Egypt warns women against marrying Islamic State fighters online

CAIRO (AFP) - Egypt's state-sponsored Islamic authority warned women on Wednesday against marrying fighters from the Islamic State in Iraq and Syria (ISIS) group online, saying such unions would push them into a "circle of terrorism".

Dar al-Ifta, the body that issues rulings on Islamic sharia law, said it made the warning after noticing several ISIS calls on social networks for girls to marry its militants "through video conferences".

"Dar al-Ifta warns girls from adhering to these calls that go against syariah," a statement said.

Such actions would push them into "the circle of extremism and terrorism through illegitimate marriages that neither please Allah nor his Prophet."

The London-based Institute for Strategic Dialogue said in a recent report that women joining the extremist group in Iraq and Syria are expected to marry its fighters, keep house and bear children.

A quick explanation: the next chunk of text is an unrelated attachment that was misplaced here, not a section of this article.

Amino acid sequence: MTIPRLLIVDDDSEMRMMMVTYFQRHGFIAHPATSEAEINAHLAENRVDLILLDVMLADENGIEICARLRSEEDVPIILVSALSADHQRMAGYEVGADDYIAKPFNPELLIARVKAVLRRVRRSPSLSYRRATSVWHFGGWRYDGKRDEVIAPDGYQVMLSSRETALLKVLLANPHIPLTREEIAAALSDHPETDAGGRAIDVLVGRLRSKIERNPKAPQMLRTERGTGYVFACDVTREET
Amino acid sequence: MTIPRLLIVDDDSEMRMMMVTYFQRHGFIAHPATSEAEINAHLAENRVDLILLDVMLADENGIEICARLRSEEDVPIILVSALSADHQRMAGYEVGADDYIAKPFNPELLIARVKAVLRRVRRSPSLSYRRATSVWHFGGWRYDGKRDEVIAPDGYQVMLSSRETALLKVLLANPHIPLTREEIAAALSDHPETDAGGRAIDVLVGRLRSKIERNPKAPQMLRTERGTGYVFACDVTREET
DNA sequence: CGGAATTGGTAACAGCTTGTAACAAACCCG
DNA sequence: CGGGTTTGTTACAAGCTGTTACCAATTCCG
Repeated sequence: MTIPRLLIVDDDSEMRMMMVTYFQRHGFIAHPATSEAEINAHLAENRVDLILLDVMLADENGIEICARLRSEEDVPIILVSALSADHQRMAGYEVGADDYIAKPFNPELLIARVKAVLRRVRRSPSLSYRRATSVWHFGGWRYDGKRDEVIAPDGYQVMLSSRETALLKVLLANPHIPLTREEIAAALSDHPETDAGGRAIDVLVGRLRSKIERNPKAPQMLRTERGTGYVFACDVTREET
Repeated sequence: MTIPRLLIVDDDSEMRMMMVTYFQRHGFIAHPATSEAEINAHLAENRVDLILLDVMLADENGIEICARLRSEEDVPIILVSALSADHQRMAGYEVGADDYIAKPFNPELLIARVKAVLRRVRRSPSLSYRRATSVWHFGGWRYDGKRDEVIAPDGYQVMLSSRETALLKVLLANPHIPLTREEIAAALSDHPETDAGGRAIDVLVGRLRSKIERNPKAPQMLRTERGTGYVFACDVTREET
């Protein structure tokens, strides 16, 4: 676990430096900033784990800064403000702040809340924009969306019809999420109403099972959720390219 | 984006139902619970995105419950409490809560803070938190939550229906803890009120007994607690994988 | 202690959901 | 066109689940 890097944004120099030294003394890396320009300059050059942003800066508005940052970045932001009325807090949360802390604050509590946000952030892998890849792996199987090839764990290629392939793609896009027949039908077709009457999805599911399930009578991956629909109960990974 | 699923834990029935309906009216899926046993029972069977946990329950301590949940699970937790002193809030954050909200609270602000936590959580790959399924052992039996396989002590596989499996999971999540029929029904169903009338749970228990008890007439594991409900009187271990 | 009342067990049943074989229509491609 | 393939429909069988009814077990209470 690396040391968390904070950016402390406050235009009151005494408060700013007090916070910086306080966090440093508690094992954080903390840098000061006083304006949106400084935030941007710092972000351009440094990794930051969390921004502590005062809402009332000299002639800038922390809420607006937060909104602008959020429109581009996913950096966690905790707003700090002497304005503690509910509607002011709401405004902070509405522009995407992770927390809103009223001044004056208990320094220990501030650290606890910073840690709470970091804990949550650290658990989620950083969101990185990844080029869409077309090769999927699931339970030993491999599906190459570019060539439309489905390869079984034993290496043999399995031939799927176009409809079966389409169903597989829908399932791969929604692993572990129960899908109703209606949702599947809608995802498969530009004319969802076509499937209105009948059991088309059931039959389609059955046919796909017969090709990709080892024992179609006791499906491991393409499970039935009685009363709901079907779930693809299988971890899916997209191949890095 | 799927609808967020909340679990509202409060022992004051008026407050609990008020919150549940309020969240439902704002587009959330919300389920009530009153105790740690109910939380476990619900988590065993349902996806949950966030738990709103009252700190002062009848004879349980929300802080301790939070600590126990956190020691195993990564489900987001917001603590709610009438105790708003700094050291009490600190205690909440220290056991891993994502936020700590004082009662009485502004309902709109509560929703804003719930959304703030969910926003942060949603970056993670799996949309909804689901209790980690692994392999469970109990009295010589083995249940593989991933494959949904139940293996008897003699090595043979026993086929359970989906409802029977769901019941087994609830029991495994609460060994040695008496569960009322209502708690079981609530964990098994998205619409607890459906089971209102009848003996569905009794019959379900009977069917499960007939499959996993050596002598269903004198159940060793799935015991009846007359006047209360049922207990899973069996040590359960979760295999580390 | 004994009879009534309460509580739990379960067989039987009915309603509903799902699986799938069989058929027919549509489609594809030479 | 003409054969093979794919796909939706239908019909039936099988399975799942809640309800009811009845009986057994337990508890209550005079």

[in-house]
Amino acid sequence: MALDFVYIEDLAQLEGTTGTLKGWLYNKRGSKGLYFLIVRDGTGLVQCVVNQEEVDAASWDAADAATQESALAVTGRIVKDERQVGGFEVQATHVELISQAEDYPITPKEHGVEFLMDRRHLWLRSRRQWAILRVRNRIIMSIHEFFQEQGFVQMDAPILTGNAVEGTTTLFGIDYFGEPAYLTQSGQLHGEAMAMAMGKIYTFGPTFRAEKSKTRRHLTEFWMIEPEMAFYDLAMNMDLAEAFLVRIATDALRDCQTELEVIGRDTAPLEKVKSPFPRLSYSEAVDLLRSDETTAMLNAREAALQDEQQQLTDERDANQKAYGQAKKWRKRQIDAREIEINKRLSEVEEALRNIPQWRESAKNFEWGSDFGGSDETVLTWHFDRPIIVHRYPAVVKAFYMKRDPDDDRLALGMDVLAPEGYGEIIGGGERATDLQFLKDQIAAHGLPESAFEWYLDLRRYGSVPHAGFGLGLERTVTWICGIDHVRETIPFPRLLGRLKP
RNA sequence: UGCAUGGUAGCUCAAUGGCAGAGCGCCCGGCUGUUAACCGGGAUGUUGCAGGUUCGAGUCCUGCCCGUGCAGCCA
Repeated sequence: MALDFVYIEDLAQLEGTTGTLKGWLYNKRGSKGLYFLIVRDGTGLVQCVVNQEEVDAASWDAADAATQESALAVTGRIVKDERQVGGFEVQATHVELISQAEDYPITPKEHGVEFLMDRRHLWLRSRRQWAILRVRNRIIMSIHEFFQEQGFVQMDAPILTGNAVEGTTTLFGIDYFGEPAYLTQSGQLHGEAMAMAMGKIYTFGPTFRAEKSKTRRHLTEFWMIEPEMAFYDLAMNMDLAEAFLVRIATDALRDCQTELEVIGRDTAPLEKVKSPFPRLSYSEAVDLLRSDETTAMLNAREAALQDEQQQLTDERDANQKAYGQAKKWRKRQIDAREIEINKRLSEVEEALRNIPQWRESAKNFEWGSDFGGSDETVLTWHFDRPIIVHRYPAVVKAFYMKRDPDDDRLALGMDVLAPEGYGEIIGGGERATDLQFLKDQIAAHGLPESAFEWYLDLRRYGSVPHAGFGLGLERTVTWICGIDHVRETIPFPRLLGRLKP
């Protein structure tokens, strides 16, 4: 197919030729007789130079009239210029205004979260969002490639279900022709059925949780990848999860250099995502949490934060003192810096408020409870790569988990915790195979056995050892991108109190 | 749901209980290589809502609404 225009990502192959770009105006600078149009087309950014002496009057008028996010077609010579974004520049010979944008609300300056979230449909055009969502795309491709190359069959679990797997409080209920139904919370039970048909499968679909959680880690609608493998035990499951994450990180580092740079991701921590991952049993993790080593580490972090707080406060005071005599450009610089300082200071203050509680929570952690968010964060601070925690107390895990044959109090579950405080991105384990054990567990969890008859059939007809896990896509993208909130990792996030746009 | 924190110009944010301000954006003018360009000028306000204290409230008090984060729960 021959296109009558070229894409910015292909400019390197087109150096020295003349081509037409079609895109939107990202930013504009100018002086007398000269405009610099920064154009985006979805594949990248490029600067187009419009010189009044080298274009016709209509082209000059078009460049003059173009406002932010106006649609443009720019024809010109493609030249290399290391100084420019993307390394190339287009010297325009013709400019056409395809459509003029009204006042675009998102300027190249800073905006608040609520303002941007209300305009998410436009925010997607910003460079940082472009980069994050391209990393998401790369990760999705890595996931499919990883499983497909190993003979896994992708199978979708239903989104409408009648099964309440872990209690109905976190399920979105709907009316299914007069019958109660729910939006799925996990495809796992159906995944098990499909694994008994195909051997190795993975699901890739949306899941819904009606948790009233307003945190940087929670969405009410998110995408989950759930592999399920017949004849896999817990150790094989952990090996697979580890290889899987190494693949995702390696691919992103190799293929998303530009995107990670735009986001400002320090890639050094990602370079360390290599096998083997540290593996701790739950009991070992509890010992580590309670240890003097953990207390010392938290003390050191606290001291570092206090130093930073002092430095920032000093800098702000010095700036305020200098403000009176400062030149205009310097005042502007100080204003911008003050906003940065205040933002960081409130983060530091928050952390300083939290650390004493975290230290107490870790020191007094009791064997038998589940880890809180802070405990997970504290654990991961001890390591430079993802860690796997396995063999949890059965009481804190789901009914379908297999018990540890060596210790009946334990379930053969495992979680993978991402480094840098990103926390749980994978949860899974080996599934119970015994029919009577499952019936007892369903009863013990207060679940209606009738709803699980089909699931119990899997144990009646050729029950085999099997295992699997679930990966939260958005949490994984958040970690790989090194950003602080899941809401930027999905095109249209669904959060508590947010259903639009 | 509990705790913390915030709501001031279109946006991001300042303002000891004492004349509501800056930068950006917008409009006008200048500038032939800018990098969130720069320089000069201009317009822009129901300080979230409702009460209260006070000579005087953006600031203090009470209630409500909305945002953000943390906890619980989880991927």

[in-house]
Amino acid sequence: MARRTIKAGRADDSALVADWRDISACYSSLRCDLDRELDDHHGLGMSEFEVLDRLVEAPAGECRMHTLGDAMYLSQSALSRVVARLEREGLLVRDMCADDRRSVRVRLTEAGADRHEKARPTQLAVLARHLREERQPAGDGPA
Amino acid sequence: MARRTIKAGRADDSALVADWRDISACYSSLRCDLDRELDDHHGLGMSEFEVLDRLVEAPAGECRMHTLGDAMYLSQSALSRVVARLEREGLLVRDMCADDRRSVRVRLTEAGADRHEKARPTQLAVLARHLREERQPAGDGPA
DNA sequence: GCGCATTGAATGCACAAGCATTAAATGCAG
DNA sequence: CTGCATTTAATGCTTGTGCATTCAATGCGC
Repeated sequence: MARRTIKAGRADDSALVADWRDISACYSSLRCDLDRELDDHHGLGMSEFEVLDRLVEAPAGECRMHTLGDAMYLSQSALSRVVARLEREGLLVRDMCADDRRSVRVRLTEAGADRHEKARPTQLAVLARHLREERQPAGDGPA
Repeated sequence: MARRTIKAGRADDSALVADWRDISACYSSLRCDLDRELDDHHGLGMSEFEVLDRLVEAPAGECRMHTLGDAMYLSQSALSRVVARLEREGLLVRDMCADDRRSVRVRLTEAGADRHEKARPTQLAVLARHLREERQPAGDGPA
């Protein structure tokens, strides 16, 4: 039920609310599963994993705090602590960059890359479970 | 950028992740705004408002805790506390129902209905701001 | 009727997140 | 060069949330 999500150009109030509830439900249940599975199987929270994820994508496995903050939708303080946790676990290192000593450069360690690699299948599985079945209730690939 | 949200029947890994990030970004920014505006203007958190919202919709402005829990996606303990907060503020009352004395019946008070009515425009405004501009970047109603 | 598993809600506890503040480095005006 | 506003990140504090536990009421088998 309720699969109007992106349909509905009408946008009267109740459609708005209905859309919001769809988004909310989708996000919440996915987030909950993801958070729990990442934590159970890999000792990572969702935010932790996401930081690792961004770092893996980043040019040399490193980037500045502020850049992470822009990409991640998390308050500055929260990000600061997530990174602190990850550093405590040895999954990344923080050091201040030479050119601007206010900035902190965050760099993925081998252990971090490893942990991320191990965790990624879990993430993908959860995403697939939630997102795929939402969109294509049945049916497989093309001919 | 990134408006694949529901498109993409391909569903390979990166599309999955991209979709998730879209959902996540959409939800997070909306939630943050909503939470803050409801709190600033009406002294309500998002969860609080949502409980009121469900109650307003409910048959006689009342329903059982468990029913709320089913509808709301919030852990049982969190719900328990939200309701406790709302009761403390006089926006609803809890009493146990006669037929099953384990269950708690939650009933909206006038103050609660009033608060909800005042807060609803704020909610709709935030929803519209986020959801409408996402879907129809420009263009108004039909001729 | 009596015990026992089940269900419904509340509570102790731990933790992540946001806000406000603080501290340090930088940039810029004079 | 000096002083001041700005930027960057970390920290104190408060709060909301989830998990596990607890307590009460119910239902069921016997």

Since December, Egypt has imposed restrictions on male citizens between the ages of 18 and 40 travelling to Turkey and Libya to stop them from joining organisations like the Islamic State, which has captured swathes of territory in Iraq and Syria and is now present in Libya.

European nations are scrambling to halt a surge in young people wanting to travel to Iraq and Syria to fight with the militants.

And Egypt is fighting an Islamist insurgency spearheaded by an ISIS affiliate, Ansar Beit al-Maqdis, in North Sinai province that borders Israel and the Gaza Strip.

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